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  • #342350

    Anonymous

    The Slovak koruna

    or Slovak crown (Slovak: slovenská koruna, literally meaning Slovak crown) was the currency of Slovakia between 8 February 1993 and 31 December 2008, and could be used for cash payment until the 16 January 2009. It is no longer the official Slovak currency. The ISO 4217 code was SKK and the local abbreviation was Sk. The Slovak crown (koruna) was also the currency of the WWII Slovak Republic between 1939 and 1945. Both korunas were subdivided into 100 haliers (abbreviated as "hal." or simply "h", singular: halier).

    Slovakia switched its currency from the koruna to the euro on 1 January 2009, at a rate of 30.1260 korunas to the euro.

    In the Slovak language, the nouns "koruna" and "halier" both assume two plural forms. "Koruny" and "haliere" appears after the numbers 2, 3 and 4 and in generic (uncountable) context, with "korún" and "halierov" being used after other numbers. The latter forms also correspond to genitive use in plural.

    WWII koruna

    The koruna (Slovak: koruna slovenská, note the different word ordering from the modern koruna) was the currency of the Slovak Republic from 1939 to 1945. The Slovak koruna replaced the Czechoslovak koruna at par and was replaced by the reconstituted Czechoslovak koruna, again at par. Its abbreviation was Kčs.

    Initially, the Slovak koruna was at par with the Bohemian and Moravian koruna, with 10 korunas = 1 Reichsmark. This was changed, on 1 October 1940, to a rate of 11.62 Slovak korunas = 1 Reichsmark, with the value of the Bohemian and Moravian currency unchanged against the Reichsmark.

    Modern koruna

    In 1993, the newly independent Slovakia introduced its own koruna, replacing the Czechoslovak koruna at par.

    Coins

    In 1993, coins were introduced in denominations of 10, 20 and 50 haliers, 1, 2, 5 and 10 korunas. The 10 and 20 halier coins were taken out of circulation on 31 December 2003.

    The obverse of the coins feature the Coat of Arms of Slovakia, with motifs from Slovak history on the reverses.

    10 h – Octagonal wooden belfry from Zemplín (early 19th century A.D.) = 0.0033 €
    image

    20 h – the Kriváň peak in the High Tatras = 0.0066 €
    image

    50 h – Renaissance polygonal tower of Devín Castle = 0.0166 €
    image

    1 Sk – Gothic wooden sculpture of the Madonna with child (A.D. 1500) = 0.0332 €
    image

    2 Sk – Earthen sculpture of the sitting Venus of Hradok (4th millennium B.C.) = 0.0664 €
    image

    5 Sk – Reverse of a Celtic coin of Biatec (1st century B.C.)-0,17 Euro = 0.166 €
    image

    10 Sk – Bronze cross (11th century A.D.) = 0.332 €
    image

    Coins can be exchanged at the National Bank of Slovakia for euros until December 31, 2013.

    Banknotes

    In 1993, banknotes were issued in denominations of 20, 50, 100, 500 and 1000 korún. These were produced by affixing stamps bearing the arms of Slovakia and the denomination to Czechoslovak banknotes.

    Later in 1993, regular type banknotes were introduced in the same denominations, with 5000 korún notes added in 1994 and 200 korún added in 1995. The main motifs on the obverses of the banknotes represent important people living in the territory of the present Slovakia in various historical eras. On the reverses, these motifs are completed by depicting places where these people lived and were active.

    20 SK – Prince Pribina, Nitra Castle (9th century A.D.) = 0.66 €
    image

    50 Sk – Saint Cyril and Saint Methodius, Dražovce church and Glagolitic alphabet (9th century A.D.) = 1.66 €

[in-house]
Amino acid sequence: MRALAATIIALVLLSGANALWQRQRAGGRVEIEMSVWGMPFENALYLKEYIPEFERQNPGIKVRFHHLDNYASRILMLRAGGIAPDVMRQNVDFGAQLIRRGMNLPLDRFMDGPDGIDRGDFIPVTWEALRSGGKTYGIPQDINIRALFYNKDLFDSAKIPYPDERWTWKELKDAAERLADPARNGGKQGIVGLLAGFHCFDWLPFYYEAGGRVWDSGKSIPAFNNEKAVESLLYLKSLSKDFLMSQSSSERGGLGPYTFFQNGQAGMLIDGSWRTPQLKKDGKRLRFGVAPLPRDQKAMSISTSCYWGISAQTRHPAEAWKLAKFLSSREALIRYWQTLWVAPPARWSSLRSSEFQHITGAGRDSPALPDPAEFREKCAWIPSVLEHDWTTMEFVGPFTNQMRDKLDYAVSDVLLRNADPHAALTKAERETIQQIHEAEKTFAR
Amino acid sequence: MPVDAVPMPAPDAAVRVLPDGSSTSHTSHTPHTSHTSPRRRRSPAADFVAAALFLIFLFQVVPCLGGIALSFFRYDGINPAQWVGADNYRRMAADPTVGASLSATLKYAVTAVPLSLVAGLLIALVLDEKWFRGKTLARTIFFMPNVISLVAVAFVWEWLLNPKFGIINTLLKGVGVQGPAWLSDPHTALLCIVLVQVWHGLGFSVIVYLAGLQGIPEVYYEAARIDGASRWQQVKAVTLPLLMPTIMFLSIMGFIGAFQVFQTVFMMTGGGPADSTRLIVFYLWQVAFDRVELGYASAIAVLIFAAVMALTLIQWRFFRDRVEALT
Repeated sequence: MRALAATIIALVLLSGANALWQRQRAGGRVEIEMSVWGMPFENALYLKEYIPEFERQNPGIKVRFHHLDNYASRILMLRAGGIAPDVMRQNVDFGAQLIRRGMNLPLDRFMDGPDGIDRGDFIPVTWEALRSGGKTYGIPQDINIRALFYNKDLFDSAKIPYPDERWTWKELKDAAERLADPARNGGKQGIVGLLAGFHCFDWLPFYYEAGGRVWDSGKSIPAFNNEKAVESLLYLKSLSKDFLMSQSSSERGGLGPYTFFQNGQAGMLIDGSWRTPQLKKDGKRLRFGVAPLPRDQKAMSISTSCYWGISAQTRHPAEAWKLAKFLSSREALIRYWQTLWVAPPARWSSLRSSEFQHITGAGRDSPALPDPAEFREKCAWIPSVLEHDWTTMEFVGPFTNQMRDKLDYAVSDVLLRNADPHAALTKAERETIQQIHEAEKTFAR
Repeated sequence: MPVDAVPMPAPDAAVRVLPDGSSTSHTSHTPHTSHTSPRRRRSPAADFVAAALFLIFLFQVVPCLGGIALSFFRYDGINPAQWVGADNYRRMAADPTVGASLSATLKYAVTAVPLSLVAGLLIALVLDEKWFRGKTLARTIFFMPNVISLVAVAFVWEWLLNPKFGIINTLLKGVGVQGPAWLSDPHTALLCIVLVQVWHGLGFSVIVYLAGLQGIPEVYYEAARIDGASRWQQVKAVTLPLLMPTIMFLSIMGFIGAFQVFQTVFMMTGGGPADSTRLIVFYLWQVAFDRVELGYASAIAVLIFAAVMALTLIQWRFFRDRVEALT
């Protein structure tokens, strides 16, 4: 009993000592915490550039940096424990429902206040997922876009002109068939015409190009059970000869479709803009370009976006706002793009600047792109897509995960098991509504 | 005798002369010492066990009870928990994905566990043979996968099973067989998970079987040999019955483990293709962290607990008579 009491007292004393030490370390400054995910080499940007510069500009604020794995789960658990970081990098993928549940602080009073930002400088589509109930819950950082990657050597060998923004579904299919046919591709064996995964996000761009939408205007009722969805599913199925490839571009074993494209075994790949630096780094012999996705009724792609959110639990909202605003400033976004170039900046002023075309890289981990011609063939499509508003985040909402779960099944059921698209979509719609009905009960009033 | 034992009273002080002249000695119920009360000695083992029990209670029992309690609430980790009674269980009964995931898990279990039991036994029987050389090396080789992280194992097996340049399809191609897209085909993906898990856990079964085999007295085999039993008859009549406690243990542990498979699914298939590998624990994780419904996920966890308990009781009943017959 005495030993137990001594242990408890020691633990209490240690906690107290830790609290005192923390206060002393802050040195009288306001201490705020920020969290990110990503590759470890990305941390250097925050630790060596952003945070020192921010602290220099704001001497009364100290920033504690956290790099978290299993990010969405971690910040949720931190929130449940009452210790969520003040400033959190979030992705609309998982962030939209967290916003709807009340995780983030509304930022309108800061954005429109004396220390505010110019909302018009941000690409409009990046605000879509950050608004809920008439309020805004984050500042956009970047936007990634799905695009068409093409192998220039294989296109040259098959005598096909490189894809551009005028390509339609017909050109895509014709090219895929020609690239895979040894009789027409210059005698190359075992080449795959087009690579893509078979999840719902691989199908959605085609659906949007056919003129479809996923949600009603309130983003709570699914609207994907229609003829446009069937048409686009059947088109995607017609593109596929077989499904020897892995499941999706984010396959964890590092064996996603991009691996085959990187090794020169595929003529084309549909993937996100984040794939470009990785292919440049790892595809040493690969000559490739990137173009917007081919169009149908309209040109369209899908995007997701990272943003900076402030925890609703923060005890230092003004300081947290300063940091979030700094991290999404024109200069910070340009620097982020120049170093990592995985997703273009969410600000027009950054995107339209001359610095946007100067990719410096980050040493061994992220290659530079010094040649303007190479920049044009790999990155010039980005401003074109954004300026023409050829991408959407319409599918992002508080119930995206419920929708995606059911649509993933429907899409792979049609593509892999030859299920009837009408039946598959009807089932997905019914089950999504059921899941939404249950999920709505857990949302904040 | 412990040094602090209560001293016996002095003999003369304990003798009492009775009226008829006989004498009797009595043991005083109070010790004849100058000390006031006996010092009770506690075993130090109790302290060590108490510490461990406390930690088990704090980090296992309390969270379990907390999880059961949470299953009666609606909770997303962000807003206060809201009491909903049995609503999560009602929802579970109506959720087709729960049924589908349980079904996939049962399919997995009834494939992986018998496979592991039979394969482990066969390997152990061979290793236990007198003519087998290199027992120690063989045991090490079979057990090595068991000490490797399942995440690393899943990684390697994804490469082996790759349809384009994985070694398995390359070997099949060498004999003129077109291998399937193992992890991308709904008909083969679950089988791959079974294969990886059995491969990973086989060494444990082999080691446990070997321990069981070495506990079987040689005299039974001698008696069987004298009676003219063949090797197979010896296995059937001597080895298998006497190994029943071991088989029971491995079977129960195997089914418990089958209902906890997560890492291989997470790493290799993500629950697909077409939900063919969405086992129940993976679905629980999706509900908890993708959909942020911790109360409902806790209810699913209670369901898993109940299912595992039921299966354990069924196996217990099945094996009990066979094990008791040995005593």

image

    100 Sk – Madonna at Levoča church, Levoča church and city hall (14th century A.D.) = 3.32 €
    image
    image

    200 Sk – Anton Bernolák, Trnava (18th century) = 6.64 €
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    500 Sk – Ľudovít Štúr, Bratislava Castle (19th century) = 16.60 €
    image

    1000 Sk – Andrej Hlinka, Ružomberok church (19th – 20th century) = 33.19 €
    image

    5000 Sk – Milan Rastislav Štefánik, Stefanik's grave (20th century) = 165.97 €
    image

    There was a discussion about 2000 Sk which was never introduced. Dr. Jozef Tiso, a president of Slovak Republic during the WW2 was said to be on the obverse of the banknote. Then Slovakia changed the currency to Euro.
    image

    I personally would love to revert to the former currency, but unfortunately representatives of Slovakia were so foolish that they destroyed all banknotes (while Germany keep their Marks in deposits!).  >:(

    #366265

    Anonymous

    The European Central Bank grew a new tentacle with the absorption of Slovakia into its mass. The fact that old SKK notes were destroyed is very bad as it makes Slovakia 100% dependent on the Euro, while Germany can potentially pull out and has its old notes that can once again start to circulate.

    It is not that the Euro is bad in of itself… but it is how it is managed. Financially speaking, national sovereignty is close to fading away totally. Regions become assets and assets are shuffled to make profit. A thousand years of history may be nice, but it won't earn the bankers money, so they disregard it.

    #366266

    Anonymous

    Banknotes of wartime Slovak republic (1939-1945). I like the 50 Ks banknote the most.

    5 Ks – 1945
    [img width=700 height=337]http://www.mojazbierka.sk/imgcache/i-obj-149-4-800-600–.jpg”/>
    [img width=700 height=340]http://www.mojazbierka.sk/imgcache/i-obj-150-4-800-600–.jpg”/>

    10 Ks – 1939
    [img width=700 height=339]http://www.mojazbierka.sk/imgcache/i-obj-155-4-800-600–.jpg”/>
    [img width=700 height=336]http://www.mojazbierka.sk/imgcache/i-obj-152-4-800-600–.jpg”/>

    10 Ks – 1943
    [img width=700 height=330]http://www.mojazbierka.sk/imgcache/i-obj-166-4-800-600–.jpg”/>
    [img width=700 height=333]http://www.mojazbierka.sk/imgcache/i-obj-165-4-800-600–.jpg”/>

    20 Ks – 1939
    [img width=700 height=347]http://www.mojazbierka.sk/imgcache/i-obj-167-4-800-600–.jpg”/>
    [img width=700 height=344]http://www.mojazbierka.sk/imgcache/i-obj-168-4-800-600–.jpg”/>

    20 Ks – 1942
    [img width=700 height=329]http://www.mojazbierka.sk/imgcache/i-obj-169-4-800-600–.jpg”/>
    [img width=700 height=333]http://www.mojazbierka.sk/imgcache/i-obj-171-4-800-600–.jpg”/>

    50 Ks – 1940
    [img width=700 height=372]http://www.mojazbierka.sk/imgcache/i-obj-174-4-800-600–.jpg”/>
    [img width=700 height=375]http://www.mojazbierka.sk/imgcache/i-obj-176-4-800-600–.jpg”/>

    100 Ks – 1940
    [img width=700 height=408]http://www.mojazbierka.sk/imgcache/i-obj-177-4-800-600–.jpg”/>
    [img width=700 height=399]http://www.mojazbierka.sk/imgcache/i-obj-178-4-800-600–.jpg”/>

    500 Ks – 1941
    [img width=700 height=323]http://www.mojazbierka.sk/imgcache/i-obj-183-4-800-600–.jpg”/>
    [img width=700 height=323]http://www.mojazbierka.sk/imgcache/i-obj-180-4-800-600–.jpg”/>

    1000 Ks – 1940
    [img width=700 height=327]http://www.mojazbierka.sk/imgcache/i-obj-187-4-800-600–.jpg”/>
    [img width=700 height=329]http://www.mojazbierka.sk/imgcache/i-obj-186-4-800-600–.jpg”/>